Similar results were found in recent studies conducted by Iowa State University and Purina Animal Nutrition.8 These researchers evaluated birth weights at the Purina Animal Nutrition Center in Gray Summit, Mo., for several years, measuring birth weights on 2,456 litters over a 5-year timespan. The researchers found that a 1 pound difference in birth weight (3.1 pounds versus 2.1 pounds) resulted in twice the survival rate from birth to weaning. 
 
Heavier-born pigs in this study were able to get off to a proper start and also reached weaning and market weights quicker; with 2.8 pound higher weaning weights. When looking at the timeline to finishing, pigs born between 3.1 and 3.5 pounds reached the marketable weight of 270 pounds, 7 days sooner than pigs with birth weights of 1.6 to 2 pounds.8

A pig’s birth weight sets the stage for the pig’s long-term performance potential. Birth weight can be impacted by the sow’s gestation diet. When we feed sows adequately through gestation, they are more capable of producing pigs that can reach their full potential, without sacrificing their own longevity.
 

1Foxcroft and Town. 2004. Adv. Pork Prod. 15: 269-279.
2Anne E. Deckert, DVM, MS; Catherine E. Dewey DVM, MSc, PhD; J. Joe Ford, PhD; Barbara E. Straw, DVM, PhD.. “The influence of the weaning-to-breeding interval on ovulation rate in parity-two sows.” http://www.aasv.org/shap/issues/v5n3/v5n3p89.pdf. 3 November 2013.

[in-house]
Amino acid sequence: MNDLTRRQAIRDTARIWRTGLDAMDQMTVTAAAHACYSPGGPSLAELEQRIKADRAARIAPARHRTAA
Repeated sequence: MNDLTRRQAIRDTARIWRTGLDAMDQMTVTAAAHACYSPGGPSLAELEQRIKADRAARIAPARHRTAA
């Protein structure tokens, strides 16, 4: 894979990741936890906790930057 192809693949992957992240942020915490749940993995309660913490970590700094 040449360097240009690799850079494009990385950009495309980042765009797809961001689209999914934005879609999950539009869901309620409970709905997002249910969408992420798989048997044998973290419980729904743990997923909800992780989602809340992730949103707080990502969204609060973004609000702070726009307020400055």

3McPherson, Ji, & Kim. 2004. J. Anim Sci 82: 2534-2540.
4McPherson, Ji, & Kim. 2004. J. Anim Sci 82: 2534-2540.
5McPherson, Ji, & Kim. 2004. J. Anim Sci 82: 2534-2540.
6Smit, M.N., Spencer, J.D., Almeida, F.R.C.L., Patterson, J.L., Chiarini-Garcia, H., Dyck, M.K., and Foxcroft, G.R. “Consequences of a low litter birth weight phenotype for postnatal lean growth performance and neonatal testicular morphology in the pig.” University of Alberta. Alberta, Edmonton, Alta. T6G 2P5, Canada. Journal of Animal Science: 20 Sept. 2013.
7Smit, M.N., Spencer, J.D., Almeida, F.R.C.L., Patterson, J.L., Chiarini-Garcia, H., Dyck, M.K., and Foxcroft, G.R. “Consequences of a low litter birth weight phenotype for postnatal lean growth performance and neonatal testicular morphology in the pig.” University of Alberta. Alberta, Edmonton, Alta. T6G 2P5, Canada. Journal of Animal Science: 20 Sept. 2013.
8De Rodas, Brenda and Gawain Willis. “Litter size and birth weight and its impact on long-term production.” Purina Animal Nutrition LLC Research Study, Purina Animal Nutrition Center. 2006-2012.